Mathematics for grade 6 provides a transition from the emphasis placed on whole-number arithmetic in the elementary grades to foundations of algebra. The course will focus on rational numbers and operations involving rational numbers. Students will use ratios to compare data sets; recognize decimals, fractions, and percents as ratios; solve single-step and multistep problems, using positive rational numbers; and gain a foundation in the understanding of and operations with integers. Students will solve problems involving area and perimeter and begin to graph in a coordinate plane. In addition, students will build on the concept of graphical representation of data developed in the elementary grades and develop concepts regarding measures of center. Students will solve linear equations and inequalities in one variable and will use algebraic terminology. Students will represent proportional relationships using two variables as a precursor to the development of the concept of linear functions.

    This course aligns with the Virginia Standards of Learning for Mathematics, Grade 6.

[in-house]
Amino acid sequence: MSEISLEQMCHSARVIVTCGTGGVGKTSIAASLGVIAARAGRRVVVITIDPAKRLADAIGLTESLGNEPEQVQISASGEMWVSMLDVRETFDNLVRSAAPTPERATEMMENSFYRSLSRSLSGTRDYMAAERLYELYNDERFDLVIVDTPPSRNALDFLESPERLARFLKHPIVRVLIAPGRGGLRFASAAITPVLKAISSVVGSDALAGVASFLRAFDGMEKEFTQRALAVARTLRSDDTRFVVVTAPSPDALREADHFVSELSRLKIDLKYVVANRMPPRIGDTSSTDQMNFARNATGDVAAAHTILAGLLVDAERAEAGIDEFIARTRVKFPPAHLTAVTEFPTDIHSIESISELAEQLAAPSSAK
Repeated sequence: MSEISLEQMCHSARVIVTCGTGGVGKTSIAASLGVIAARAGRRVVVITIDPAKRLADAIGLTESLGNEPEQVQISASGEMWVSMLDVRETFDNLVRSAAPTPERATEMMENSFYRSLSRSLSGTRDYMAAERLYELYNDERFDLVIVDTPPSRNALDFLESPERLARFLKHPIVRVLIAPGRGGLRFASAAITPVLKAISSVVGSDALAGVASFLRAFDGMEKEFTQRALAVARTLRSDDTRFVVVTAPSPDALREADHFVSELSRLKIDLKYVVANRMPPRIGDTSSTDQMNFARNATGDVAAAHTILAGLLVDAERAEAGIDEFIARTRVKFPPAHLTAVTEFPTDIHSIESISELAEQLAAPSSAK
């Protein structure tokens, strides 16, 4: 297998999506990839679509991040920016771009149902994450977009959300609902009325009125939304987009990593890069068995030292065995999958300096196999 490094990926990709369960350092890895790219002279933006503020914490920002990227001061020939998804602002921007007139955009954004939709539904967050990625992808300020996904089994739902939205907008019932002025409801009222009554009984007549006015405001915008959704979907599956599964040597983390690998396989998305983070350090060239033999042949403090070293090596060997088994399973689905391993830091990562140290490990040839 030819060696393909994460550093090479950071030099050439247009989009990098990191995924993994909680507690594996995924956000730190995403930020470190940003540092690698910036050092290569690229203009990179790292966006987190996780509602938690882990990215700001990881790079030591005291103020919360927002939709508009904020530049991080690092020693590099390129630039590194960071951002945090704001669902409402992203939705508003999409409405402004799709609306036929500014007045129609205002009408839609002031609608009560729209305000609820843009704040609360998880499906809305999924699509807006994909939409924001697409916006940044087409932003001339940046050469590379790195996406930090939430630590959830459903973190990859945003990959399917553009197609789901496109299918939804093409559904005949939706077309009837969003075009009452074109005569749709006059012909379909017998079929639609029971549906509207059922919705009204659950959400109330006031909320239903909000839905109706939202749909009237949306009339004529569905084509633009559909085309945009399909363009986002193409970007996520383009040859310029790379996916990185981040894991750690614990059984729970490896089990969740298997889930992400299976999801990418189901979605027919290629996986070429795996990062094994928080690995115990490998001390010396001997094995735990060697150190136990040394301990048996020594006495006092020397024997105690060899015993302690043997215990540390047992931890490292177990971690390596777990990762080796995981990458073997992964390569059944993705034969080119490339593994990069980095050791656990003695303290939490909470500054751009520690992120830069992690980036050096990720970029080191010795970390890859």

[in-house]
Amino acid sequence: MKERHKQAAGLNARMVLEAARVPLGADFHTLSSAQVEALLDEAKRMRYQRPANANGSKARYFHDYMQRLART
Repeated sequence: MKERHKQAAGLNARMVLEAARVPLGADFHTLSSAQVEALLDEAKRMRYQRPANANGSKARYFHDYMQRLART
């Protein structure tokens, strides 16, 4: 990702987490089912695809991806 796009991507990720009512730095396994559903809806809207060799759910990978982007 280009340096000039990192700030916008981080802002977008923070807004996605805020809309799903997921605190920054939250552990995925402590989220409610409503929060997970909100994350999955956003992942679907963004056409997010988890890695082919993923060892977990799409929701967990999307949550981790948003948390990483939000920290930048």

• Civics & Economics (Grade 8)

    This course examines the roles citizens play in the political, governmental, and economic systems of the United States. Students will examine the foundational documents and principles with which the constitutions of Virginia and the United States were established; identify the rights, duties, and responsibilities of citizens; and describe the structure and operation of government at the local, state, and national levels. Through the economics standards, students will compare the U.S. economy to other types of economies. They will investigate the process by which decisions are made in the American market economy and explain the government’s role in the U.S. economy. The course examines personal character traits, such as patriotism, respect for the law, willingness to perform public service, and a sense of civic duty, that facilitate thoughtful and effective participation in the civic life of an increasingly diverse democratic society. Civic and economic education also must emphasize the intellectual and practical skills required for responsible citizenship. Students will learn to consider their own talents, aptitudes, personalities, and market demand as they explore future decisions.

    This course aligns with the Virginia Standards of Learning for Civics & Economics.

  • U.S. History: 1865 to Present (Grade 7)